With his debut Dubai gig, Gary Barlow was back for good

The former Take That singer-songwriter has blossomed into an engaging and charismatic showman.

Gary Barlow performing at the Dubai Media City Amphitheatre on October 17, 2014. Sarah Dea / The National
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To fully appreciate one of life’s hard truths – that you can’t have it all – you need look no further than Gary Barlow.

The 43-year-old Brit is a hugely successful singer-songwriter and for the most part solely responsible for turning the British boy-band Take That into stadium-fillers.

But for all his melodic genius, he never really had the onstage personality to carry the songs off live. Hence the reason why Take That were so integral to Barlow’s career.

In the studio, he is the boss and comes up with the hits time after time. In concert, however, Barlow’s lack of showmanship is compensated for by the other lads – in particular the former member and solo star Robbie Williams – who keep selling the tickets.

Perhaps this was on Barlow’s mind when he was preparing for his first solo tour in 14 years, a United Kingdom and Ireland-dominated jaunt that ended up a little farther afield at a packed Media City ­Amphitheater yesterday.

It tuned out to be a slick and energised set, with Barlow holding the fans' attention seemingly through sheer force of will. Each song had its own visuals and there was a cracking nine-piece band, including a three-piece horn section – not to mention a set list that was split into swing, acoustic and solo sets. He even threw in a choir, courtesy of a fine guest slot from the Dubai College Chamber Choir, in the stirring Sing.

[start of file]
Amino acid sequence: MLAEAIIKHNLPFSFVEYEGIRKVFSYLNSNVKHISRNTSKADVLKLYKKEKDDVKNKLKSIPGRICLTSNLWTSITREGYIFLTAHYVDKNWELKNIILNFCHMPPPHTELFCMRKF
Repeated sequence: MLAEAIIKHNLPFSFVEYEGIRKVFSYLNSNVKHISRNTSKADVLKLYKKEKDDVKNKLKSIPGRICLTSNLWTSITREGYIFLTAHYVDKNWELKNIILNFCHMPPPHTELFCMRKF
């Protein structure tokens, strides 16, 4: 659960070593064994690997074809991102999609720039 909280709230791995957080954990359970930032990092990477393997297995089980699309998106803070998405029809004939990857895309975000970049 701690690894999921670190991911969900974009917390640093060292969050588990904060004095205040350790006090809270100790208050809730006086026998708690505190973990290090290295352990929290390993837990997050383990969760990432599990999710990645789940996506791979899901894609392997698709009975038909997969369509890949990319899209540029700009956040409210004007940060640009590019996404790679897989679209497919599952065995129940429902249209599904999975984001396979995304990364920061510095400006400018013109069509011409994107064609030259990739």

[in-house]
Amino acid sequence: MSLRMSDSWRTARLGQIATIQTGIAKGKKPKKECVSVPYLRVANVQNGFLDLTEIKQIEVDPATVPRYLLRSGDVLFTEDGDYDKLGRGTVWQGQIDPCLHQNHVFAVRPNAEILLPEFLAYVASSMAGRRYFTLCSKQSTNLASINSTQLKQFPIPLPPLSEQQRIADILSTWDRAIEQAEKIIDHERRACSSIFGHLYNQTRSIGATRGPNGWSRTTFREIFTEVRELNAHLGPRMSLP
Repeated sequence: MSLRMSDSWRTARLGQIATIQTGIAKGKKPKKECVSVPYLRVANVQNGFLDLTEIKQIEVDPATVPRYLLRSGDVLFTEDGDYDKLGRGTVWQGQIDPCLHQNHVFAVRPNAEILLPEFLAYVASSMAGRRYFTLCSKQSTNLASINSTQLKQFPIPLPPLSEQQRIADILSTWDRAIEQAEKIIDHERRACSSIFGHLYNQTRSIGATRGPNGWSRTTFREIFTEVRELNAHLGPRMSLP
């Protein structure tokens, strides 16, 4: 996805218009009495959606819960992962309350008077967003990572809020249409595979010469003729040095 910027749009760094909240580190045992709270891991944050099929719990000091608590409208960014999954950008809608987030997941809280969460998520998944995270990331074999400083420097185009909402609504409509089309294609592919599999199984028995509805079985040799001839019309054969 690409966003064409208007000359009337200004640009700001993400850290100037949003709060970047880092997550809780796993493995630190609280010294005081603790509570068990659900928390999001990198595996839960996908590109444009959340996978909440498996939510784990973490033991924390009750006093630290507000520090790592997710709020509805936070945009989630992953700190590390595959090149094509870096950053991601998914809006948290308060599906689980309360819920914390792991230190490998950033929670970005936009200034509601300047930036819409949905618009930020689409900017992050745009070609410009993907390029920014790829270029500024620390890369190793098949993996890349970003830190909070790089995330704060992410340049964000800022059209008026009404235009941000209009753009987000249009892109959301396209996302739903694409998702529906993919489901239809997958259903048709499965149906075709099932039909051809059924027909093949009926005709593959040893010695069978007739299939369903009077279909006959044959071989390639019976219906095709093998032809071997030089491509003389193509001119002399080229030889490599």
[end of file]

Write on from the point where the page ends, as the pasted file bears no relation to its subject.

But despite all of that welcome effort, what really made Barlow’s performance an overall success was his new-found ease on stage.

There was an old-school Vegas charm about him as he delivered those big solo and Take That hits with aplomb.

Greatest Day was an early highlight, its towering chorus eliciting the first of many crowd singalongs.

Confirming that the rivalry with Williams is a friendly one, Barlow cheekily performed Robbie's 2012 hit Candy. After all, that Motown-ish number was co-written by ­Barlow.

Tracks from last year's Since I Saw You Last, were sprinkled throughout the set. The best of them was the dramatic ­Requiem, which moved from a Beach Boys-inspired choral opening before steadying into piano-led pop recalling Paul McCartney's Wings era.

That said, Barlow knew exactly what the fans really wanted: it was all about those Take That hits. While the full-band treatment of Back For Good, Relight My Fire and Rule the World were effective, it was in the lovely six-song solo set that Barlow's magic could best be ­appreciated.

Listening to Love Ain't Here Anymore, Said It All and Forever Love accompanied just by a piano, you realised why Take That are still the boy band it's OK to like. Unlike many of their peers, there is an honesty and craftsmanship to the songs.

Barlow may never have been the fan favourite, but he is perhaps the most respected. With 9,000 people in attendance in Dubai, that is a pretty good deal.

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